This composite image uses a number of swaths of the Earth's surface taken on January 4, 2012.
Credit: NASA/NOAA/GSFC/Suomi NPP/VIIRS/Norman Kuring
A poll by the Brookings Institution found that 62 percent of Americans now believe the planet is warming, up from 55 percent in the spring of 2011.
The erratic and extreme weather-related events of the past few years, such as this year's early spring and subsequent wildfires, droughts and heat waves, may have influenced the rebound in American's belief in climate change. Nearly half of the poll's respondents cited either warmer recent temperatures or changes in weather patterns as reasons for their belief.
Seventy-eight percent of Democrats believe in climate change while only 47 percent of Republicans hold that view, according to the poll. However, although climate change is a partisan issue in the U.S., political scientists doubt that an increasing belief in the phenomenon will have a major effect on the elections in November.
“A continuation of weather extremes is likely to have a small but discernible impact on public opinion,” said Riley Dunlap, a sociology professor at Oklahoma State University. “I think the impact would be a bit higher if climate scientists argued more forcefully that although no single storm, heat wave or drought can ever be directly attributed to global warming, that these extreme weather events are consistent with anthropogenic global warming. However, whenever any climate scientist makes this case, they are immediately assailed by the climate denial community.”
Although the debate between the majority of scientists and climate change deniers rages on, presidential debates seem unlikely to pick up the same theme. Environmental issues haven't been major talking points in either candidates' speeches.
“My guess is that the GOP will largely ignore climate change this election season, in large part because I expect the Democrats won't make it a central issue,” said Aaron McCright, a sociology professor at Michigan State University.
“The Obama Administration has never really tried to do much on the topic of climate change,” said McCright. “So, while protecting the environment and dealing with climate change is part of the general Democratic platform, it is not something that Obama has specifically pushed in his original campaign or at any time during his presidency.”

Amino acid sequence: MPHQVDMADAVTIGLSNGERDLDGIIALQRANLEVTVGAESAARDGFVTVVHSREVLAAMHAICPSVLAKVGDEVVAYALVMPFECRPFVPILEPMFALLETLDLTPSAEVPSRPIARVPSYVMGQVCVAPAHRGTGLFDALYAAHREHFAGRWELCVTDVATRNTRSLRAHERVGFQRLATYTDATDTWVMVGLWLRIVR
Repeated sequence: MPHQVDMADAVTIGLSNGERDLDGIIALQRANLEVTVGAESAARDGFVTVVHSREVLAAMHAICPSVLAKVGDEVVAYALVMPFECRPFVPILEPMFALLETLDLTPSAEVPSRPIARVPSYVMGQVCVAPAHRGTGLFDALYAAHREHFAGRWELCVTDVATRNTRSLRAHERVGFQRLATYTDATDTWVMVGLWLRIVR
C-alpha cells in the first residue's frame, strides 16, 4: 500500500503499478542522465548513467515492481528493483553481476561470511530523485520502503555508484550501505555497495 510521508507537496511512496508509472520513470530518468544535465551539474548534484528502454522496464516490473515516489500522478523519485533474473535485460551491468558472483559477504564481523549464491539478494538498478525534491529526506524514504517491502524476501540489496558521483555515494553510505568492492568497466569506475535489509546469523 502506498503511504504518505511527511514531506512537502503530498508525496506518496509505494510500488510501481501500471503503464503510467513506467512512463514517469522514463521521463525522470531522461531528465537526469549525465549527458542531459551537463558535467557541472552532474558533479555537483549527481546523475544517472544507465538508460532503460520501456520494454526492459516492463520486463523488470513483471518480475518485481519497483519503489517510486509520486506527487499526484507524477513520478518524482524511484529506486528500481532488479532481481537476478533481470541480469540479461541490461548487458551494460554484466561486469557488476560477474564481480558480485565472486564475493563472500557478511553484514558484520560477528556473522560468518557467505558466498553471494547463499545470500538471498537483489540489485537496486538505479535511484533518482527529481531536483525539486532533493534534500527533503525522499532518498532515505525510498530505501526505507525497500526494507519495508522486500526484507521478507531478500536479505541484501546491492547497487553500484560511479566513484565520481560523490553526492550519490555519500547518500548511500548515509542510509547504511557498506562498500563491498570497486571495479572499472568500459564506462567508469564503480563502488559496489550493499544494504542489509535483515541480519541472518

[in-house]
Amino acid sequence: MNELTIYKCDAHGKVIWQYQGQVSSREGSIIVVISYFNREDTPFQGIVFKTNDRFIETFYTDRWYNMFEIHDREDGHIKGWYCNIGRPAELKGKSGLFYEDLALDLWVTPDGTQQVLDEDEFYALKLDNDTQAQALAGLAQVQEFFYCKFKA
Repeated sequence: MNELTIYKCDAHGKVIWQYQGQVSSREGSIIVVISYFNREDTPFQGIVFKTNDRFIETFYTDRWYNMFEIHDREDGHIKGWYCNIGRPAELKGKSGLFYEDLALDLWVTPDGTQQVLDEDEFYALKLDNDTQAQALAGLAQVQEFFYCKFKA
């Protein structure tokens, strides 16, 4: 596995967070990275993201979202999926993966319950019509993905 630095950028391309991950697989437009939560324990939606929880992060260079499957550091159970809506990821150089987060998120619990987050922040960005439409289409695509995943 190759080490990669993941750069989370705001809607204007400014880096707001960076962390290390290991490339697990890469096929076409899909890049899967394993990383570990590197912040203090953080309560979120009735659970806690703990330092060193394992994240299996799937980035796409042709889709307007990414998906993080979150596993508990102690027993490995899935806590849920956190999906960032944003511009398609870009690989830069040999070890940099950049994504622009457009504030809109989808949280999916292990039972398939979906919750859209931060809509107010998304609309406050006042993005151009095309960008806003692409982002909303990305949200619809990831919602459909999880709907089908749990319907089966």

A recent U.S. Court of Appeals for the District of Columbia Circuit decision could heat up the political discourse about global warming, said Peter Jacques, a political science professor at the University of Central Florida. The Court ruled that the science behind global warming is solid and the EPA has the legal authority to curb industry's greenhouse gas emissions.
If climate change does become part of this year's campaign rhetoric, experts believe the Republican party is unlikely to change its official stance on the issue, no matter how many heat waves and extreme storms hit Washington D.C.
“Given that denial of global warming has become a virtual litmus test for Republican candidates, and increasingly a core part of conservative identity, I don't see the GOP as reacting to changing weather patterns at all,” said Dunlap.
“The GOP can discuss climate related issues, like the fires, without invoking global warming,” said Jacques. “We might imagine narratives of ranchers who remember similar times, framing it not as human-caused climate change, but cyclical. So long as the GOP can cast doubt about human-causation, the prudence for policy action is undermined.”
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For the Democrats, pointing out that extreme and erratic weather is one of the predicted effects of a warming atmosphere could benefit President Obama's chances at reelection, but only if environmental issues become a major plank of his platform, an unlikely event, noted Dunlap.
Fears of a second recession, unemployment and other economic issues will dominate both party's campaigns, agreed the political scientists. Climate change though could become a side note to both party's economics platform.
Republicans may present environmental protection as a threat to jobs during tough times, said Jacques. Democrats may take the opposite view and claim that mitigating climate change will create new industries and new jobs. Both of these stances put global warming into a context that resonates with the American public.
“At the end of the day, few people really vote for a president based on their environmental position, as opposed to jobs, economic growth, and crime,” said Peter Jacques.
This story was provided by Discovery News.